BITS & PIECES

Digging Dirt

There’s so much rich black soil in the animal’s enclosure, and with spring just around the corner, it was time to get that soil filled with composted greens, hay, straw and animal droppings into the raised beds.   Jordanne, with the help of a volunteer, spent a few days removing about a foot of soil and piling it up outside the animal pen. This soil will be used to amend the raised beds and fill in low spots throughout the garden and yard.

Free Food

Across the street our neighbor has a giant oak tree which shades his entire front yard. He brought over a wheel barrel load of oak leaves for our goats who just love ’em like candy (besides oat leaves are good for their tummies). Speaking of goats and oak leaves, one of the most common misconceptions about goats is that they eat grass and graze lawns. We are asked, “Do the goats eat your grass?” or “Can you bring them over to eat my lawn?”

Sheep, not goats, eat grass/lawns.  Picture the grand estates in England with their lush green lawns. What do you see in the picture but grazing sheep? Goats, on the other hand, love shrubs and brush – hence their being used for brush clearance.

Climate Changing Before Our Eyes

ArborDay.org has put together ananimated illustration of the general warming that has occurred from 1990 to 2006. For example, the pink areas of the map have warmed up enough to change one hardiness zone (e.g. the top half of Nebraska has increased by one zone).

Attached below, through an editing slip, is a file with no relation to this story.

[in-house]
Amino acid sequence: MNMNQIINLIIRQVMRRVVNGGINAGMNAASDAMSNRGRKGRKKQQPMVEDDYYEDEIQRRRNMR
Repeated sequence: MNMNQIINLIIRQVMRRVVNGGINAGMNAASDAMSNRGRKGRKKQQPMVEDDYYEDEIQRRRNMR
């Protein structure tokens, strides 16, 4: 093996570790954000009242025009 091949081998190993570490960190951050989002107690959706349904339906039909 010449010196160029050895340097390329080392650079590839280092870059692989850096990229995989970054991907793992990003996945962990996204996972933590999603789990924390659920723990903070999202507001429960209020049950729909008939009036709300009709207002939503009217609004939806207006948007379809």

Comments(4)

  1. Anna says:

    I first looked at the map without reading the text and said, “WHOA, Nelly!” I grew up in central Ohio where I learned to garden. At that time (early 90’s) we were solidly in zone 5, though a thirty or forty mile drive south put one into 6B territory. I can hardly believe that the entire state of Ohio is now categozied in 6! This is something folks should learn…thanks for posting it.

  2. Elizabeth says:

    Hello. I’m a new reader to your site and love it. I think I found it via Treehugger.com. Anyway, since you mentioned all the oak leaves, I was wondering if your ever took the acorns and prepared them for human eating? I just read about this and want to try it here next fall in MI. Thanks.

  3. Lee says:

    Wow, this makes me wonder what zone I’ll be in in another 16 years…

  4. Scott Holtzman says:

    Greetings. Wanted to say ‘Thanks’ for the information on the Ollas! (Could not post to that comments section)
    What a wonderfully practical concept, and a great project for my wifes ‘potter wheel’.